It's one of the oldest events in American sports... the annual Westminster Dog Show in NYC. Each year canine champions compete for the ultimate honor of "Best in Show." Thousands of fans turn out in the stands at Madison Square Garden and millions gather in front of the TV to root for their favorite dogs.
Posted 27 Jan 2009
The winner is "Uno!" This 15-inch, 28-pound Beagle won "Best in Show" at the 2008 Westminster Dog show becoming the heavyweight champion of the canine world. Part of Uno's unique appeal is that he's the first beagle to ever win the coveted title. Uno's subsequent media tour included an invitation to the White House.
There's no doubt that Americans love Westminster because they love their dogs. The affection for man’s-best-friend is a significant part of the booming $43 billion pet industry. There are 74 million dogs in the U.S. in nearly 39% of all households.
Dogs often dominate the silver screen and primetime TV. Remember Dorothy Gale's trusty companion "Toto" in the 1939 film classic "The Wizard of Oz?" "Toto" was a black Cairn Terrier whose name was Terry. Terry was paid a $125 salary each week, which was far more than many of the human actors (the Singer Midgets who played the Munchkins only received $50.00 a week), according to Wikipedia. Terry starred in 13 other films.
The Collie starred in the 1954 television series Lassie which aired for almost 20 years. Lassie was also the main character for 59 books and 12 films. Today, many of the original episodes and movies are still shown or are available on DVD. The Lassie branding is now featured in a line of pet food and on the reality televisions series, Lassie's Pet Vet on PBS stations.
The hit movie Marley & Me was released on December 25, 2008 and made over $134 million dollars in ticket sales at the box office. The movie was based on the autobiographical novel and New York Times bestseller Marley & Me: Life and Love with the World’s Worst Dog written by John Grogan. The real Marley appeared in the 1998 film The Last Home Run directed by Bob Gosse.
Moose, considered a veteran canine actor, is best known as Eddie on the television sitcom Frasier. The Jack Russell Terrier appeared in 192 episodes in the 10 year television series. He also appeared in the film My Dog Skip directed by Jay Russell which grossed $34 million in at the box office.
Snoopy is a fictional curious dog in what was perhaps the most famous and longest running comic strip in history, Peanuts. Charlie Brown’s pet beagle is one of the most recognizable comic characters in the world. Although originally Snoopy’s character was an ordinary dog, he grew into a dynamic cool character. Later as Snoopy’s popularity grew he had a television special based on him Snoopy!!! The Musical. Snoopy has a gallery and gift shop http://www.snoopygift.com/ in Santa Rosa, California.
Scooby-Doo, is the famous talking dog from the cartoon series, Scooby-Doo, Where are You! The original series aired in 1969 and continues to air on television today. Since Scooby-Doo’s television stardom he has released 11 video games, over 4 dvds and two action movies that yielded $458 million in global box office revenue. He's also a balloon favorite at the annual Macy's Thanksgiving Parade in New York City.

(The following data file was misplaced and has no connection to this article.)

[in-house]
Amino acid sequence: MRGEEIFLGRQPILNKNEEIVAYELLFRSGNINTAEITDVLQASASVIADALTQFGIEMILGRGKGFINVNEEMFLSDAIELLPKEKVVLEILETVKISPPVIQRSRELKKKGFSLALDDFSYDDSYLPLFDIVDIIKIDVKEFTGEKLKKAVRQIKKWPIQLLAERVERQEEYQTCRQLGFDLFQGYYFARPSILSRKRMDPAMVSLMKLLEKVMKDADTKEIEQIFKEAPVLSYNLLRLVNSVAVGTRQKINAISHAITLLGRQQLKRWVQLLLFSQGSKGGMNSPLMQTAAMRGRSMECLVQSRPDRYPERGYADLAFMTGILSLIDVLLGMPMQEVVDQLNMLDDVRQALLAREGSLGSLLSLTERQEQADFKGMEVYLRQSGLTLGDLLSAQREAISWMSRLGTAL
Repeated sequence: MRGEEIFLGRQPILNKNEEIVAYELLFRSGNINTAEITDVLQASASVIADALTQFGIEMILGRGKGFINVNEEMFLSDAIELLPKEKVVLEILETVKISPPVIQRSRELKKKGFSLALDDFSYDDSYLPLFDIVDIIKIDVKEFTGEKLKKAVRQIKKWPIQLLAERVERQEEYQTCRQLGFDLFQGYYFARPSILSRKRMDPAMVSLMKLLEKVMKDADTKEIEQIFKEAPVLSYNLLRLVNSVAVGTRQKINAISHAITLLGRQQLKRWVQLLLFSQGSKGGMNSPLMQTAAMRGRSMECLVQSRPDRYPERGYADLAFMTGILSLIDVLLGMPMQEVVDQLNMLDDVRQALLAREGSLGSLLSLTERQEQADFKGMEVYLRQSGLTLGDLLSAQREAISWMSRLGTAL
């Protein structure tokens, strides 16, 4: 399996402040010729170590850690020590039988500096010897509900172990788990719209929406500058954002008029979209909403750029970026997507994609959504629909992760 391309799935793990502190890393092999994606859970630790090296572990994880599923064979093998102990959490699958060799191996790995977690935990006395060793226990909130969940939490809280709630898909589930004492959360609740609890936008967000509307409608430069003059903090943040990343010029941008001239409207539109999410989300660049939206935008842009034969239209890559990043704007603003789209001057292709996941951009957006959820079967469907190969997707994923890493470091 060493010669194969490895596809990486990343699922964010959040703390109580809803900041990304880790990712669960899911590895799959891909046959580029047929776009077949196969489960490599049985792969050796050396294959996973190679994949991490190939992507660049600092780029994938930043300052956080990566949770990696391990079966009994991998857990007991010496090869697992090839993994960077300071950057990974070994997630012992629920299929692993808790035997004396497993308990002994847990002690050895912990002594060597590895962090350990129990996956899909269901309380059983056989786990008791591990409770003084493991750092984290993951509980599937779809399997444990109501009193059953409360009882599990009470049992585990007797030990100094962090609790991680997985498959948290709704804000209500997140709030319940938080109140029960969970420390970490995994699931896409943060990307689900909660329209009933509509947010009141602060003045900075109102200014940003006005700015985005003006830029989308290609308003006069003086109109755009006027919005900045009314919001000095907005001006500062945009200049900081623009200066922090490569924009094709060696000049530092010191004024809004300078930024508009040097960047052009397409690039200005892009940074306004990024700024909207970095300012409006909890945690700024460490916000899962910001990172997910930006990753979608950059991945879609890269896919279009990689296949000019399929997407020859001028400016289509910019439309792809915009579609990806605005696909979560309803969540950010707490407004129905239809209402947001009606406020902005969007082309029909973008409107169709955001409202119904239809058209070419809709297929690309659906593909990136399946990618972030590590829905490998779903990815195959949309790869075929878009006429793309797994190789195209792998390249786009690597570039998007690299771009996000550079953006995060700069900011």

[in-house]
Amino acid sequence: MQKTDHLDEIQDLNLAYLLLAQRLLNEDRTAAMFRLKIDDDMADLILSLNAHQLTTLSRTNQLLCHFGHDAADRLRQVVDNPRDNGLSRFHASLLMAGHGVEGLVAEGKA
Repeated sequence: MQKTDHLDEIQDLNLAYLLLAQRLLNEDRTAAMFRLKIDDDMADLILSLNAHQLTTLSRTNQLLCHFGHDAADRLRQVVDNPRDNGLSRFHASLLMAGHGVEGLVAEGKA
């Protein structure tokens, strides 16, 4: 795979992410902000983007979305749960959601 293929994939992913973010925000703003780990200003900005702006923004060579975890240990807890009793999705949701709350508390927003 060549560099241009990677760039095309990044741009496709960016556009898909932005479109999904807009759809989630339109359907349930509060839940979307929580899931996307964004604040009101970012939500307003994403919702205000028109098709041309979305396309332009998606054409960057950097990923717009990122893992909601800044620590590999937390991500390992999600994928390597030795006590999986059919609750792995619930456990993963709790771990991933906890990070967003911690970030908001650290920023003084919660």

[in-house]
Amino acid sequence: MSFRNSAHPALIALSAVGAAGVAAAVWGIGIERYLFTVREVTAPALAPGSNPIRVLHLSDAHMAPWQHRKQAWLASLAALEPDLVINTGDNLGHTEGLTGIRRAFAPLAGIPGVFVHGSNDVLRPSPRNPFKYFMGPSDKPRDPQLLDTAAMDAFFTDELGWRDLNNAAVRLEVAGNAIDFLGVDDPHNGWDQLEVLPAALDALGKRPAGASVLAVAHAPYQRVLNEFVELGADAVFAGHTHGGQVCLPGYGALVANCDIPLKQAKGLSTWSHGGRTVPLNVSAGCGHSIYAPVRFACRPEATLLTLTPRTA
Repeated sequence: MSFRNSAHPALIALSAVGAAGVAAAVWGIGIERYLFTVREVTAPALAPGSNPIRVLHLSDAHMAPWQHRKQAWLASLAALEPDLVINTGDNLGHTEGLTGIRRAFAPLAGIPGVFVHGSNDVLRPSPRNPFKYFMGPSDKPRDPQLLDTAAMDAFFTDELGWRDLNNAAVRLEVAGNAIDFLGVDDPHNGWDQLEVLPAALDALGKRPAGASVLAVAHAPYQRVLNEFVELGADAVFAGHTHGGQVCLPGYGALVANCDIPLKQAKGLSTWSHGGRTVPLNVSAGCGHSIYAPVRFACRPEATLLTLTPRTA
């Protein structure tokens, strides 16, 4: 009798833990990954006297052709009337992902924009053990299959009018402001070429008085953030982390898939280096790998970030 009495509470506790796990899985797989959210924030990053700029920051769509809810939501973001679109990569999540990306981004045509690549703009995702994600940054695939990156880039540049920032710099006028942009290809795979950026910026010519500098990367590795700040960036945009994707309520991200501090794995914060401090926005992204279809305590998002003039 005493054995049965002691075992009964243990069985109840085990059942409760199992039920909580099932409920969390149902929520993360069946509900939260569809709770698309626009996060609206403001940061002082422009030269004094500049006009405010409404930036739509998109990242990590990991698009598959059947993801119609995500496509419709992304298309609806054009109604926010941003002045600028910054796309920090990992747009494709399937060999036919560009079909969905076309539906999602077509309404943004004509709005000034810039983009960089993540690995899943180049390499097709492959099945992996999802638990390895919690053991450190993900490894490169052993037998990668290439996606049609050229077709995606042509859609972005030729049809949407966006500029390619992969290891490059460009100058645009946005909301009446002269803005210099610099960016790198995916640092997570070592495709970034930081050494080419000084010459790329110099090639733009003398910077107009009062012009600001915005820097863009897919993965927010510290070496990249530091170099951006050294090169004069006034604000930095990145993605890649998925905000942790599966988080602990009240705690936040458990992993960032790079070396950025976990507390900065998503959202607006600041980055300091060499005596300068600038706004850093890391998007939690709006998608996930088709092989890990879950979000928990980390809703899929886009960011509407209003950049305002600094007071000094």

Dogs have celebrity status during the annual Westminster Dog Show. Each year, New York’s Hotel Pennsylvania provides an indoor puppy spa and workout area to ensure it’s one of the top destinations for Westminster contenders.
The competition is tough. Just to be eligible for the Westminster Dog Show, a dog must be a veteran show winner and must meet the American Kennel Club champion requirements. Each year 2500 champion dogs from 170 breeds compete. Only the best are allowed at Westminster.
Owners who believe their dogs have what it takes to be a champion often "campaign" a dog. Campaigning involves traveling to shows and advertising in specialty magazines, such as “Canine Chronicles,” to ensure the dog remains on people’s minds. Advertising in the trades can be expensive…front pages often run from $3,000 to $10,000.
It's an expensive sport with little financial reward. Traveling to dog shows on weekends, paying for the right grooming, the right handler… it all adds up. The total bill: mid to upper six figures, and in some cases, much higher. Participants say they do it for the pleasure of owning a dog that wins.
Judging the nation’s top dogs is both an art and a science. What do the Judges look for in a Westminster Champion? Appearance, movement, and temperament are important. The dogs are competing to see which one is the most perfect specimen of their individual breed.
Judge Donald Jones: "Uno is probably the most, nearly perfect dog I’ve ever judged."
After more than two thousand championship dogs competed in the strenuous two day event, Stump, a 10-year-old Sussex Spaniel, was crowded "Best in Show" at the 133rd annual Westminster Dog Show on Thursday, February 10, 2009.
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